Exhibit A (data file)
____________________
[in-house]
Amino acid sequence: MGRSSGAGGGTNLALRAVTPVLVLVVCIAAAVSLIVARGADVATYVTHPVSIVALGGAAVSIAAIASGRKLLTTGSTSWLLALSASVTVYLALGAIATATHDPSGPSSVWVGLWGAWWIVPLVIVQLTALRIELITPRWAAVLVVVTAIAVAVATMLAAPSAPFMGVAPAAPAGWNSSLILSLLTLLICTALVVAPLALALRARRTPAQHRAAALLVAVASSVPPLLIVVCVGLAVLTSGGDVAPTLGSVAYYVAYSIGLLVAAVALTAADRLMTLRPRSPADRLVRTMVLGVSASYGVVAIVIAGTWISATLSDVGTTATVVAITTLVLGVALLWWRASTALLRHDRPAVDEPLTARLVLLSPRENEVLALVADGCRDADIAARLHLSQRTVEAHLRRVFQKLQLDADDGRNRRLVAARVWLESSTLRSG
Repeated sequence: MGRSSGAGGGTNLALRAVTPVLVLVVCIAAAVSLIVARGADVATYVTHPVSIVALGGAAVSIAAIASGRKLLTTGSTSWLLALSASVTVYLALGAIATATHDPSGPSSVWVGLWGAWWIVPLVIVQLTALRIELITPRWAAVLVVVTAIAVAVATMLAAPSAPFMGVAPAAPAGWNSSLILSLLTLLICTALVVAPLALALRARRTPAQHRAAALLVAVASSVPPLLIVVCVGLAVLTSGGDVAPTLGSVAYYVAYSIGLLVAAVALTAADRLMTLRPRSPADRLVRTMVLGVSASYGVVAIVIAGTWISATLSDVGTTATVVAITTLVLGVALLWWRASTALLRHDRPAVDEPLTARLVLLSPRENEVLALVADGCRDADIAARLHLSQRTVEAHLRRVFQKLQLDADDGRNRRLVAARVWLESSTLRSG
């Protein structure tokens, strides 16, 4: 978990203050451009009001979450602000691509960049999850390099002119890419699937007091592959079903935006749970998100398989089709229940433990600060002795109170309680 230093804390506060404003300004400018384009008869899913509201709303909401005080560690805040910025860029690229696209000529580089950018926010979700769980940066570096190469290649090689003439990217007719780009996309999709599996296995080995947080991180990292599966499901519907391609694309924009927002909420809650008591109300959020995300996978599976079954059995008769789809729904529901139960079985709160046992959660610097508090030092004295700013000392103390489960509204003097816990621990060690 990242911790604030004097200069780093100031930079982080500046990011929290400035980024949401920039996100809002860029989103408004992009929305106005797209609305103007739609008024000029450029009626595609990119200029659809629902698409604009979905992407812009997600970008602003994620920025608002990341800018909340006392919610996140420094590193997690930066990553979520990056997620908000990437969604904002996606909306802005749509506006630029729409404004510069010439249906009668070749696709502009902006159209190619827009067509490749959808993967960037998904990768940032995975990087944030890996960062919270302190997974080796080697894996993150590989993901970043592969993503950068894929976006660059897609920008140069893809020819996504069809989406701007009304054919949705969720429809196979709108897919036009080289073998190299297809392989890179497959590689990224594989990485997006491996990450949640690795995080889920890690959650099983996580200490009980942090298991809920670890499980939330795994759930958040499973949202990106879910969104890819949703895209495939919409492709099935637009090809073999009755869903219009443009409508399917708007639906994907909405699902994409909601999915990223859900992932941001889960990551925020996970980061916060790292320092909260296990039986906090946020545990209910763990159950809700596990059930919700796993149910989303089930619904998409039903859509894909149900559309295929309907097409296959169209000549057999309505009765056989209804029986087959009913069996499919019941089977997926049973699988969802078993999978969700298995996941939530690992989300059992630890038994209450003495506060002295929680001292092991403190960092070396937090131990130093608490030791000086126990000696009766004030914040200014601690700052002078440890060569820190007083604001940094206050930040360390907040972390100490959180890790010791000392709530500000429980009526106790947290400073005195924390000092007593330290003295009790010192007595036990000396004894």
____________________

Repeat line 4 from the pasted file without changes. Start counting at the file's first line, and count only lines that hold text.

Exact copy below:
């Protein structure tokens, strides 16, 4: 978990203050451009009001979450602000691509960049999850390099002119890419699937007091592959079903935006749970998100398989089709229940433990600060002795109170309680 230093804390506060404003300004400018384009008869899913509201709303909401005080560690805040910025860029690229696209000529580089950018926010979700769980940066570096190469290649090689003439990217007719780009996309999709599996296995080995947080991180990292599966499901519907391609694309924009927002909420809650008591109300959020995300996978599976079954059995008769789809729904529901139960079985709160046992959660610097508090030092004295700013000392103390489960509204003097816990621990060690 990242911790604030004097200069780093100031930079982080500046990011929290400035980024949401920039996100809002860029989103408004992009929305106005797209609305103007739609008024000029450029009626595609990119200029659809629902698409604009979905992407812009997600970008602003994620920025608002990341800018909340006392919610996140420094590193997690930066990553979520990056997620908000990437969604904002996606909306802005749509506006630029729409404004510069010439249906009668070749696709502009902006159209190619827009067509490749959808993967960037998904990768940032995975990087944030890996960062919270302190997974080796080697894996993150590989993901970043592969993503950068894929976006660059897609920008140069893809020819996504069809989406701007009304054919949705969720429809196979709108897919036009080289073998190299297809392989890179497959590689990224594989990485997006491996990450949640690795995080889920890690959650099983996580200490009980942090298991809920670890499980939330795994759930958040499973949202990106879910969104890819949703895209495939919409492709099935637009090809073999009755869903219009443009409508399917708007639906994907909405699902994409909601999915990223859900992932941001889960990551925020996970980061916060790292320092909260296990039986906090946020545990209910763990159950809700596990059930919700796993149910989303089930619904998409039903859509894909149900559309295929309907097409296959169209000549057999309505009765056989209804029986087959009913069996499919019941089977997926049973699988969802078993999978969700298995996941939530690992989300059992630890038994209450003495506060002295929680001292092991403190960092070396937090131990130093608490030791000086126990000696009766004030914040200014601690700052002078440890060569820190007083604001940094206050930040360390907040972390100490959180890790010791000392709530500000429980009526106790947290400073005195924390000092007593330290003295009790010192007595036990000396004894």